It’s that time of year again…the leaves are drifting from the trees and the sun has started to lose its daytime warmth. Snow has even started falling in some areas. Winter is on the way.
It’s a job nobody wants to do, but every fall the time comes to clean up the patio and sort out the patio furniture to then store it for winter.
Quality patio furniture will last for many years if kept in good condition, so a little bit of time spent now will mean that you will be able to unpack it next year at the first hint of good weather, without finding yourself in the middle of a large maintenance job just to enjoy it again.
Making Sure Your Patio Survives The Winter In Good Shape
Now that the colder weather is here, you want to make sure your outdoor living space makes it through the winter in the best shape possible.
It’s a good idea to use a patio cleaning substance (which will vary depending on the material your outdoor space is made from) to give the area a thorough cleaning first of all. This will help remove stains and debris so that they don’t become ingrained through the winter. It will also allow you to wash away any weak areas of stone or mix between the stones. A good patio cleaning substance will also kill mildew and moss.
Once the patio is clean and dry, you should then inspect it for areas of weakness. Especially between the stones or slabs, if that is how your patio is constructed, look for areas where the joints have washed away or weakened, exposing the surface beneath.
If there are weak areas, it’s a good idea to get them sorted out now, rather than letting moisture and temperature damage things further as the winter progresses.
Repairing weak areas between the stone slabs, or cracks in the surface, or around the edges of your patio, will also make things easier for you in the spring. As the weather improves, you will quickly find weeds springing up like there’s no tomorrow. Not only can this be annoying to deal with, but the weeds can further weaken the integrity of your patio.
So repair the weak spots, and even consider putting down a season long weedkiller, to ensure that spring gets off to a good start in your garden.
How To Clean Patio Furniture For Winter Storage
For wooden patio furniture, clean with mild soap and warm water with a soft cloth. Address really stained areas with a mildly abrasive cloth.
If the furniture is made from wood with a natural finish, then it is definitely worth treating the wood with a furniture oil. This will stop it from splitting as easily through the winter as temperature changes cause the wood to expand and contract, which could occur depending on the storage location.
Wicker furniture is usually sealed to protect the rattan, or synthetic rattan from damage. So in order to minimize the damage to that surface layer, only use a mild soap and warm water to clean it with.
Use a sponge for the general cleaning of the surface, and a mildly abrasive cloth for stubborn areas of staining. It’s then best to let wicker dry naturally, ensuring it is completely dry before storing.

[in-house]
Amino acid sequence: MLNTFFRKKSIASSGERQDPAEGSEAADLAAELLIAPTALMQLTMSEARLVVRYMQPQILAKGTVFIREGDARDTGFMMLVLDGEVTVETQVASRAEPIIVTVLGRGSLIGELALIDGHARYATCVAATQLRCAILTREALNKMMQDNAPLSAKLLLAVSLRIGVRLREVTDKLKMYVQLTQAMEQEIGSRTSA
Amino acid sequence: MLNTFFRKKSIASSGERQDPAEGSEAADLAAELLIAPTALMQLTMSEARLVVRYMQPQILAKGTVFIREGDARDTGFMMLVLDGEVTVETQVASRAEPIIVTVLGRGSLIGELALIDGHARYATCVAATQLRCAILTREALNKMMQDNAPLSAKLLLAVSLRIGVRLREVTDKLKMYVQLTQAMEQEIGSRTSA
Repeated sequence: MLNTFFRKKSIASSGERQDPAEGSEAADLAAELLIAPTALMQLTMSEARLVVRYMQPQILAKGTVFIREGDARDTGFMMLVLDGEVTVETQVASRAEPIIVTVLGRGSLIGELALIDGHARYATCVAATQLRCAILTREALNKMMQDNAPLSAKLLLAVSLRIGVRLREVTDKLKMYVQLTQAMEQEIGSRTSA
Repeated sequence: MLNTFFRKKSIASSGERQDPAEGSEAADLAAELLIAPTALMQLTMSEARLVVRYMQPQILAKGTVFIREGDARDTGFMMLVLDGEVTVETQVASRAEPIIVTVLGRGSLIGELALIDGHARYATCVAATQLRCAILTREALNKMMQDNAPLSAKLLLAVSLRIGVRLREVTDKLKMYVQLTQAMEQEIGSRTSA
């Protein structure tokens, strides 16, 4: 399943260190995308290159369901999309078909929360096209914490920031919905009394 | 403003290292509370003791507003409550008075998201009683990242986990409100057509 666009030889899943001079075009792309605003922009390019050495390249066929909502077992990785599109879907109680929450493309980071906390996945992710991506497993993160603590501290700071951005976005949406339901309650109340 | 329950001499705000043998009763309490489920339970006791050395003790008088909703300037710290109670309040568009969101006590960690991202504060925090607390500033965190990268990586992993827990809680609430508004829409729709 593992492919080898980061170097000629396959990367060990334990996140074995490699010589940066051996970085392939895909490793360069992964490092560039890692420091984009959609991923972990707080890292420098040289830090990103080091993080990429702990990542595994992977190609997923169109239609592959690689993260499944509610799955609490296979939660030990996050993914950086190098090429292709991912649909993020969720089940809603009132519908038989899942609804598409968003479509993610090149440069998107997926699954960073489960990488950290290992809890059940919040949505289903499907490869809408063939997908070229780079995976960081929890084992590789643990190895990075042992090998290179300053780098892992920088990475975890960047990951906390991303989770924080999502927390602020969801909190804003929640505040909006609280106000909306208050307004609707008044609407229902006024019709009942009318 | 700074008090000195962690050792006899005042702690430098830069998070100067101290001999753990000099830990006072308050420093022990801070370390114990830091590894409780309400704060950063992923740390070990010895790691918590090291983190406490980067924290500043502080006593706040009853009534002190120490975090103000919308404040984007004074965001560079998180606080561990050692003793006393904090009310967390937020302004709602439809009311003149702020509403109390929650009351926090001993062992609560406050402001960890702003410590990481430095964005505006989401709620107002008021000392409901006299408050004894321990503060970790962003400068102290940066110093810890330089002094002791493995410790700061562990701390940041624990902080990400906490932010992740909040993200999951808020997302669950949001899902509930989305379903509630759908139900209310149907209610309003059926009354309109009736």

Metal garden furniture sets are mostly sealed with a powder coat finish. Address cleaning metal patio furniture in exactly the same way as wicker furniture. However, after air-drying, closely check the surface of the metal for any areas which are bare or starting to rust. At the very least, use a rust eating primer on these areas before storage to prevent deterioration over the winter.
Cushions, umbrellas and other material surfaces should also be cleaned in detail. Use a brush to sweep them clean of debris and bang pillows to get rid of dust. If the covers are removable then it’s also best to run them through the wash.
You can then clean material surfaces using soapy water and a sponge, or using a specific material cleaner. If you are concerned about moisture during winter storage, you might also want to look into treating materials with a waterproofing product.
Preparing Your Patio Furniture For Winter Storage
Once the patio furniture is clean and treated, it’s time to get it ready to put into storage.
The first thing to do is to collapse as much of the furniture as possible, or disassemble pieces of it so that it can be stored as flatly as possible. Stacking items at an angle against the wall, or leaving items assembled so that weight can be pushed onto a certain part of the structure, can damage them through the winter.
Once you have collapsed the furniture as much as possible, then you should cover it to protect it from the invasion of moisture or insects.
An excellent way to do this that is also cost-effective is to use domestic plastic wrap. Simply wrap it tightly around each folded piece of furniture until it is fully sealed.
When all your furniture is wrapped and ready, it’s time to store it as securely as possible for the winter. You should look to store the furniture either completely flat on the floor, or completely flat against the wall. It’s not recommended to store your furniture at an angle.
It’s also not recommended to stack many items on top of each other, or to stack different shapes of items against each other. It may seem insignificant at the time, but over several months the total weight or the weight distribution at certain points can warp, weaken or even break your stored garden patio furniture.
And finally, make sure you store the furniture in a place where it will not be under direct sunlight. Even in winter, the temperature changes and ultraviolet light can cause problems.